Southern Fire Exchange – Boy Scout Longleaf Challenge Camporee
The Southern Fire Exchange in partnership with the Suwanee River Area Council of the Boy Scouts of America, The Nature Conservancy and the Apalachicola Regional Stewardship Alliance worked together with area fire management partners to host a fire ecology and restoration themed Scout camporee in 2017 and 2019. Collectively these events connected with over 250 youth and adults from around the North Florida and South Georgia region at the Wallwood Scout Reservation in Gadsden County, Florida. At these “Longleaf Challenge” programs, Scouts participated in activity stations led by local professionals and content experts that taught them about prescribed fire, forest restoration, invasive species, wildfire management, home and structure assessments, tree mensuration, UAV/drones and wildlife ecology. Scouts and adults at both events in 2017 and 2019 were treated to live, narrated 1.5 acres prescribed fire on camp property led by The Nature Conservancy North Florida Prescribed Burn Team. Event partners are excited to continue to use this model as an interactive way to build support for longleaf ecosystem restoration and to inspire future natural resource professionals, land stewards and citizens.
To learn more about the project and see the numerous partners involved in the project, click here.
David Godwin also recently shared about the Scout event and other projects the Southern Fire Exchange helps support, such as Fire Festivals at the 2019 Cohesive Strategy Conference. To see some great photos and supporting partners from these events, take a look at his PowerPoint (PDF).
Forest Stewards Guild – The Forest Stewards Youth Corps Fire and Fuels Program
In this blog post from February 2019, the Forest Steward Guild shared some insights from their Youth Corps Fire and Fuels program. The mission of the Forest Stewards Youth Corps program is to provide career training in natural resources for 16-19 year olds from forest dependent communities in New Mexico that have few employment opportunities.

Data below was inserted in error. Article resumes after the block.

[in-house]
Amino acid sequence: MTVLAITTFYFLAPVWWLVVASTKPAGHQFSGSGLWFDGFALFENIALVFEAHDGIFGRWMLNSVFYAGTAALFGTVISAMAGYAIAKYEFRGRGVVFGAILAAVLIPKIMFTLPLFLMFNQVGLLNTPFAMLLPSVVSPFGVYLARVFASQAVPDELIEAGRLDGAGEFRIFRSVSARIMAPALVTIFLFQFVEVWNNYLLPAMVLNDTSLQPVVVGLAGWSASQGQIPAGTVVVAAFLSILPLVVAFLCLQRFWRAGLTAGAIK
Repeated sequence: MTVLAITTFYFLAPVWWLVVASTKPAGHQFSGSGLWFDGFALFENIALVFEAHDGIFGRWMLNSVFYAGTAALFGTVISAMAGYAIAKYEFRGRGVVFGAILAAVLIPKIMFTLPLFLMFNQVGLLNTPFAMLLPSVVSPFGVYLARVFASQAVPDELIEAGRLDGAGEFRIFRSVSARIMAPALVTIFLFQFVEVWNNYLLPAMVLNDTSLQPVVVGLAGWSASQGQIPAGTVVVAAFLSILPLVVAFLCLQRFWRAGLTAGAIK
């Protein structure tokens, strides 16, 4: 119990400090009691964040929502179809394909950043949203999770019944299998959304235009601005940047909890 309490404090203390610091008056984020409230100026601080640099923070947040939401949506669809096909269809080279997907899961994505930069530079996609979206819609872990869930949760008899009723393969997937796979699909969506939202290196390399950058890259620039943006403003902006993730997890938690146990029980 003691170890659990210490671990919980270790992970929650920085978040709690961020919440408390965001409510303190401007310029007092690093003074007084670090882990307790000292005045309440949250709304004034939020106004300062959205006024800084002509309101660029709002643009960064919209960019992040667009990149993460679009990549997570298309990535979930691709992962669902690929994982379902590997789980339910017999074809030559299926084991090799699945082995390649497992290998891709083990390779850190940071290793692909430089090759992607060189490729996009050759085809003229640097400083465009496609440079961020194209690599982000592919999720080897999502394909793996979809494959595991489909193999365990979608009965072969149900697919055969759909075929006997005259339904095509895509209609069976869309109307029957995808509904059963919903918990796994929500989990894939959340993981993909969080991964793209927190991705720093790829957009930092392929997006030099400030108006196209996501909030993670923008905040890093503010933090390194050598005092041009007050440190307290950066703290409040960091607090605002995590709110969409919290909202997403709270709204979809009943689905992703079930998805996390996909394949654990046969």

One participant shared: “My season with the Forest Stewards Youth Corps has prepared me with the skills and knowledge necessary for a career in wildland fire. Through training and work, I was challenged and enabled to develop personally and professionally. This experience will forever prove to be an invaluable opportunity that I am thankful for.”
Since that blog post, The Forest Stewards Guild reports on their website that the FSYC program has employed over 600 youth, achieved 200,000 hours of conservation service and education, awarded over 200 hours of college credit, and invested over $3 million in rural New Mexico communities.
Children and Young Adult Books and Resources
Fired Up for Land Preservation
Co-authored by Dyan Youpee (Fort Peck Assiniboine-Sioux Tribal Heritage Protection Office) and tribal elders, Fired Up for Land Preservation is an activity booklet that teaches youth about the importance of land management and fire. For copies contact the Great Plains Fire Science Exchange.
The Great Plains Fire Science Exchange also has a number of other K-12 resources on their website.
FAC Net’s Summer Reading List (Youth Edition!)
Whether you’re seeking out great stories or images to craft a lesson for a group of kids, stocking your local library with wildland fire books or looking for another way to share your passion for wildland fire with a special kid in your life, this reading list is a great place to start. It includes books that the author, Rebecca Samulski, has found useful in her work with students of all ages and each book review includes an estimated relevant age range and how she’s used them in her outreach efforts. Read more..